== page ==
- console developers think high definition is bigger and takes up more space. sure, if your shoddy game engine doesn’t look good enough to do in-game cutscenes and you have to pre-render a whole bunch of space-hogging video. i can see your point there. it’s a talent issue. that’s okay. keep in mind, tho, many last generation pc games run (with a beefy video card) at your standard ATSC 1920×1080 progressive scan resolution already — and they still are no bigger than 3-5 gigs for the big ones. building hi-def games has a big “yawn” factor for pc game developers and should for console gamers now as well.
- not to mention, for a huge game, you can just span the discs, caching any relevant data to the 360’s hard drive along the way. that will let you wander in and out of town to your heart’s content without having to swap discs again. theoretically, you might even only have to swap discs once over the lifetime of your xbox 360. not even remotely a big deal — because there’s a hard drive.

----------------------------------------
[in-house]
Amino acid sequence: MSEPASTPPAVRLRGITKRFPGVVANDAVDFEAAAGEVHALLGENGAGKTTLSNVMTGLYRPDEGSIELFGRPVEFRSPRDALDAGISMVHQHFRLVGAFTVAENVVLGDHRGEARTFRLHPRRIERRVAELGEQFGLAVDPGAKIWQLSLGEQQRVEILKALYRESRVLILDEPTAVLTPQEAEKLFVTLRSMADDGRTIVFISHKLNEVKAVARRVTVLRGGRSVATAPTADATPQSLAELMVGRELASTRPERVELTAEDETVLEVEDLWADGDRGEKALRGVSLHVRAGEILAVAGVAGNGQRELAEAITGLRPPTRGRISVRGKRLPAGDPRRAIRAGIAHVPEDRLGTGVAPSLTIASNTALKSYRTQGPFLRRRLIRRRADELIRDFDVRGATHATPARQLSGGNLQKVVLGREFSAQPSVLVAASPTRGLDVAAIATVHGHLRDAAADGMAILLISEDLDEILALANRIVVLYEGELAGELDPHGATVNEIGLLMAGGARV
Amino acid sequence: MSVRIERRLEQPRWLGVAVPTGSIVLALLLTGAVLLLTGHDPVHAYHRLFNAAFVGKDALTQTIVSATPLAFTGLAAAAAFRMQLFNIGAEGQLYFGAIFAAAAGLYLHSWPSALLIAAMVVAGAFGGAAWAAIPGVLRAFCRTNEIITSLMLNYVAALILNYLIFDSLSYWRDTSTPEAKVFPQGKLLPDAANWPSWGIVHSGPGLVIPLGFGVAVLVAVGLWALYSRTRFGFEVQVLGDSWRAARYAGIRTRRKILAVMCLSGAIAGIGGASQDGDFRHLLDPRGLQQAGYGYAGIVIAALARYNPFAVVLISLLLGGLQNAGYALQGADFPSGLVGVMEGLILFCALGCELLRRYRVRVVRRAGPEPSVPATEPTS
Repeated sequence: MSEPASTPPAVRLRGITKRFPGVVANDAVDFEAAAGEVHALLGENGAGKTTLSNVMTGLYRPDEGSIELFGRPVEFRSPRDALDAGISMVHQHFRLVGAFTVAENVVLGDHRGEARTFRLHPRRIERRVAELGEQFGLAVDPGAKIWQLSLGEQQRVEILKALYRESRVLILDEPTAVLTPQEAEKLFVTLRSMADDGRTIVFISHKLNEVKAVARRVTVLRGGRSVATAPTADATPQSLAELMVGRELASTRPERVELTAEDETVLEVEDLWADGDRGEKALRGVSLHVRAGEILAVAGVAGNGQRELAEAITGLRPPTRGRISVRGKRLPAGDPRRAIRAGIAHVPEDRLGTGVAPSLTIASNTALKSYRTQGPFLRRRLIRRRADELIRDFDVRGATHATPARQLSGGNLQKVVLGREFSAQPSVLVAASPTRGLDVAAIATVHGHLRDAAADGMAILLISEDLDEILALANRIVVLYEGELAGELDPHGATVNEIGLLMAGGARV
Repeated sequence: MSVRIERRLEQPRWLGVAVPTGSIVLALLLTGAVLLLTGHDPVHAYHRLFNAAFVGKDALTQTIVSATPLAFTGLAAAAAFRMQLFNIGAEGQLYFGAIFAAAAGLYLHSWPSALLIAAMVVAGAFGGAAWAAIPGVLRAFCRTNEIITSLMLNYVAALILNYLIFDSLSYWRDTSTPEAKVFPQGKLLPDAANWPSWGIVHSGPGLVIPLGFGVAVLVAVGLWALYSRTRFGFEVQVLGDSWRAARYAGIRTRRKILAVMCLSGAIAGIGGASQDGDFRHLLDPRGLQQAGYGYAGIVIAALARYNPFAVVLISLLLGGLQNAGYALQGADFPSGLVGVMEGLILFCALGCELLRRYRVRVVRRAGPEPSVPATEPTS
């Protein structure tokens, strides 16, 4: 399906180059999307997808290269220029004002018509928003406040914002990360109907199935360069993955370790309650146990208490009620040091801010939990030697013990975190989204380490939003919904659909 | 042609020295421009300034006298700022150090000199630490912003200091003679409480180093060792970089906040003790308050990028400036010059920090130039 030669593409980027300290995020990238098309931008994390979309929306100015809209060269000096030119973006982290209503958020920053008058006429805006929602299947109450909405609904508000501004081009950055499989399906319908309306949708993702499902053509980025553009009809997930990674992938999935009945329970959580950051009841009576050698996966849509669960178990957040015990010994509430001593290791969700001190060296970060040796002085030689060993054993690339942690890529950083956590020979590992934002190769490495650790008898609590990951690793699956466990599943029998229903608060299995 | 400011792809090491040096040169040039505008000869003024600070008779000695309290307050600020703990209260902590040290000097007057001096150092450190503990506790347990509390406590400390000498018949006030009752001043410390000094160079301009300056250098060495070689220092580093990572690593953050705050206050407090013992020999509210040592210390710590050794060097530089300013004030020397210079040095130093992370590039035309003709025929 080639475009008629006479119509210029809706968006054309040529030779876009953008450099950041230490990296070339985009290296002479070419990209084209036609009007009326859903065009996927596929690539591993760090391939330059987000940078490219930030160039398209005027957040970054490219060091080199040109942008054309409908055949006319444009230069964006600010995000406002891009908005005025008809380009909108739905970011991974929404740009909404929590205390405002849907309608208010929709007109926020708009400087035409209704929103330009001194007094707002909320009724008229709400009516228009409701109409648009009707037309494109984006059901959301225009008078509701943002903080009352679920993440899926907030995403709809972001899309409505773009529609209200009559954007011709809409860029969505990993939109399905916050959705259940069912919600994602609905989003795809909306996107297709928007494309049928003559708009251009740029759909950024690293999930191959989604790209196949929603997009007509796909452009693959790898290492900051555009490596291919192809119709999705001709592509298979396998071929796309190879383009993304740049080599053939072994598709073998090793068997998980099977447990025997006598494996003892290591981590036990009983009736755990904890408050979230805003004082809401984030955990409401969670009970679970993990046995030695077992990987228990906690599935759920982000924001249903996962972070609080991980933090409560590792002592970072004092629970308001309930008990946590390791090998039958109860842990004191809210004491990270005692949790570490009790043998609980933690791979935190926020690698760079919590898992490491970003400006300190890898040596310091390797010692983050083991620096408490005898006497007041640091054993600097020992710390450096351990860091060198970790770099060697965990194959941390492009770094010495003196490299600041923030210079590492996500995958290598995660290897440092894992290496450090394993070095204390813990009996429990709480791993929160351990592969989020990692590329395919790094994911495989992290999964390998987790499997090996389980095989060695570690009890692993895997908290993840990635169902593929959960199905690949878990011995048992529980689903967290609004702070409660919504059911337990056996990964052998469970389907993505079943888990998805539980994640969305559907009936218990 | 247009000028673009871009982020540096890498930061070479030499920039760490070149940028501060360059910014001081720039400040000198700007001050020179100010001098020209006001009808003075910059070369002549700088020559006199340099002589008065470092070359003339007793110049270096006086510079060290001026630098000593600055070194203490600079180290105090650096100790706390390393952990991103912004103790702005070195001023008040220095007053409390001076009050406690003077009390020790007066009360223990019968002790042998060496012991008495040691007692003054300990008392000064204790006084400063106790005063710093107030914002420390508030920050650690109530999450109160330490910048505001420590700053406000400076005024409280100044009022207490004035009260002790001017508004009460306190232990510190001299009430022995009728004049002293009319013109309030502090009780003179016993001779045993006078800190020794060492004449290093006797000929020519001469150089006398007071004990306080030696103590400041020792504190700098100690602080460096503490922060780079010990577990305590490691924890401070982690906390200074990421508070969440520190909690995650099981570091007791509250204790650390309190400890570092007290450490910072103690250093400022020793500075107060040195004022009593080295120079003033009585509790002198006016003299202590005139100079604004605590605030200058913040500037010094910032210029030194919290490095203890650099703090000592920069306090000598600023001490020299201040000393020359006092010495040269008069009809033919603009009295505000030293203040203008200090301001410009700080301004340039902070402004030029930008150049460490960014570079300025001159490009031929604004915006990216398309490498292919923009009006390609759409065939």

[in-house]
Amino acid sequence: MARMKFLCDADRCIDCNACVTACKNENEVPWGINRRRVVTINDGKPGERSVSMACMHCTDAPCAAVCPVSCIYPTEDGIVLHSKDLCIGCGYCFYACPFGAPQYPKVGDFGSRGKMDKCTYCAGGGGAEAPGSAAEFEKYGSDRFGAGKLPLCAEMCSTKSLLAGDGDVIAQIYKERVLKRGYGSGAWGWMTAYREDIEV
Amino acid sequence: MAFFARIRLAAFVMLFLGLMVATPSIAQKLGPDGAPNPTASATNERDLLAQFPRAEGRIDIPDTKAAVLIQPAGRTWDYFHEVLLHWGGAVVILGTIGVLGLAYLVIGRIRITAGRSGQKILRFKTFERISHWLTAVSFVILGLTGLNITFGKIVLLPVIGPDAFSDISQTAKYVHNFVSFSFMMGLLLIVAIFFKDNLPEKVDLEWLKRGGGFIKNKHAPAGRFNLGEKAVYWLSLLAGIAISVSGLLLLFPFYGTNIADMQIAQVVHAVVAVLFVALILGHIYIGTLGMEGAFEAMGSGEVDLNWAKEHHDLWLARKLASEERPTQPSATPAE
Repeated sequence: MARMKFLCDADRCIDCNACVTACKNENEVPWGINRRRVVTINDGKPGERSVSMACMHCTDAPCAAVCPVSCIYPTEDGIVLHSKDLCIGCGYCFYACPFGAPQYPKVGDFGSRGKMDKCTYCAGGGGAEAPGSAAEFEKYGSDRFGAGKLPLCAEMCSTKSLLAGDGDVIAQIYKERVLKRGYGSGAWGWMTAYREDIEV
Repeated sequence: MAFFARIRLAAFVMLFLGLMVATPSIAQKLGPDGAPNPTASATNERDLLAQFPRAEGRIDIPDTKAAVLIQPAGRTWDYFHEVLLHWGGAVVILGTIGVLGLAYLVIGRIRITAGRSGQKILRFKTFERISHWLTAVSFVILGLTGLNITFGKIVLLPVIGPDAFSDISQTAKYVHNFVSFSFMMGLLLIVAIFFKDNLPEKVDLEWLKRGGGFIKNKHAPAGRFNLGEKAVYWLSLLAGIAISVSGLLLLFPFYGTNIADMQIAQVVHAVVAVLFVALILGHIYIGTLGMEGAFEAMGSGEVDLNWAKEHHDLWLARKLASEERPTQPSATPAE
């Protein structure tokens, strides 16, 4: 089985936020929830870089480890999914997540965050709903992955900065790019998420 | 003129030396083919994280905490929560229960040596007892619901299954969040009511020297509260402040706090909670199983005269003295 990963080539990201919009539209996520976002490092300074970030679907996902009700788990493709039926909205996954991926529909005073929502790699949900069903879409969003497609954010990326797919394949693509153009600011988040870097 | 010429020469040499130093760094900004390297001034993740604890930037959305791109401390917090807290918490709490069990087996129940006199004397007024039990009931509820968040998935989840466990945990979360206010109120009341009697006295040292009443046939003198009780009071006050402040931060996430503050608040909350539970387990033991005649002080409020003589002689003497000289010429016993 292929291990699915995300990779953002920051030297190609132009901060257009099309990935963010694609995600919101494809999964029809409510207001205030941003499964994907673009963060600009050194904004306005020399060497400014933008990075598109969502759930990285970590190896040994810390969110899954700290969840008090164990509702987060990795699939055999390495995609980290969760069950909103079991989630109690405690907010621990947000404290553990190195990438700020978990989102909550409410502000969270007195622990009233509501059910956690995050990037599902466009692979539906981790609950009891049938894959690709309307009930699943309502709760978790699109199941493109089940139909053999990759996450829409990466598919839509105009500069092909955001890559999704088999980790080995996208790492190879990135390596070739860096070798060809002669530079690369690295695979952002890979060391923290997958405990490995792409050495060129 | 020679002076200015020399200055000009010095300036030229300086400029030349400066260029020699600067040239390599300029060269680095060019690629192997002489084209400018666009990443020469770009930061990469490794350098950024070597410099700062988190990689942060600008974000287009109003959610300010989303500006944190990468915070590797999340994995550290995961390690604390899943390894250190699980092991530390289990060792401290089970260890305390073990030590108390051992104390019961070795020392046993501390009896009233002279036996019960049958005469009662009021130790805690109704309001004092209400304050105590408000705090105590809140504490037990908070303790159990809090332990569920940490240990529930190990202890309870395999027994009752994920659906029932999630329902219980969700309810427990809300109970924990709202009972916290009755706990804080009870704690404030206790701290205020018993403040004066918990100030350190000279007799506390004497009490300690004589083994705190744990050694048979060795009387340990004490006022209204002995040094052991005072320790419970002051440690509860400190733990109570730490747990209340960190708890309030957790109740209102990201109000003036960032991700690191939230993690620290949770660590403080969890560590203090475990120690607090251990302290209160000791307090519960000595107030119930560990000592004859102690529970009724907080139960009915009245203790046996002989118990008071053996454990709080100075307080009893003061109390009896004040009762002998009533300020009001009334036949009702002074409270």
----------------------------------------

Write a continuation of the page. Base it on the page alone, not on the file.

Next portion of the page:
3. finally, i’m torn on this whole availability debate.
on one hand, i want everyone to have access to a console at launch. it’s pretty poor form in this age of a worldwide community to not have something as big as a new game console available for a worldwide launch. however, i want enough units to go around in the territories where it does go.
if microsoft had concentrated only on the u.s. for this first bit, everyone who wanted one would probably have a console now. instead we have this crazy, ebay-scam-ridden, dearth-of-consoles environment.
i think, what i would have rather seen, is microsoft launching in the two biggest gaming territories, the u.s. and europe – and holding out for japan until 3-6 months later.
i mean, why are we chasing japan? people in europe and the u.s. want the consoles more! japan, not only doesn’t want them, but their market doesn’t even matter that significantly in the big picture! the north american and european markets accounted for about $16 billion in gaming revenues last year. japan? only $3 billion. seems to me that ratio ought to be upheld in console distribution for the first year, eh? maybe then, people wouldn’t be making $500 from selling a damn photo.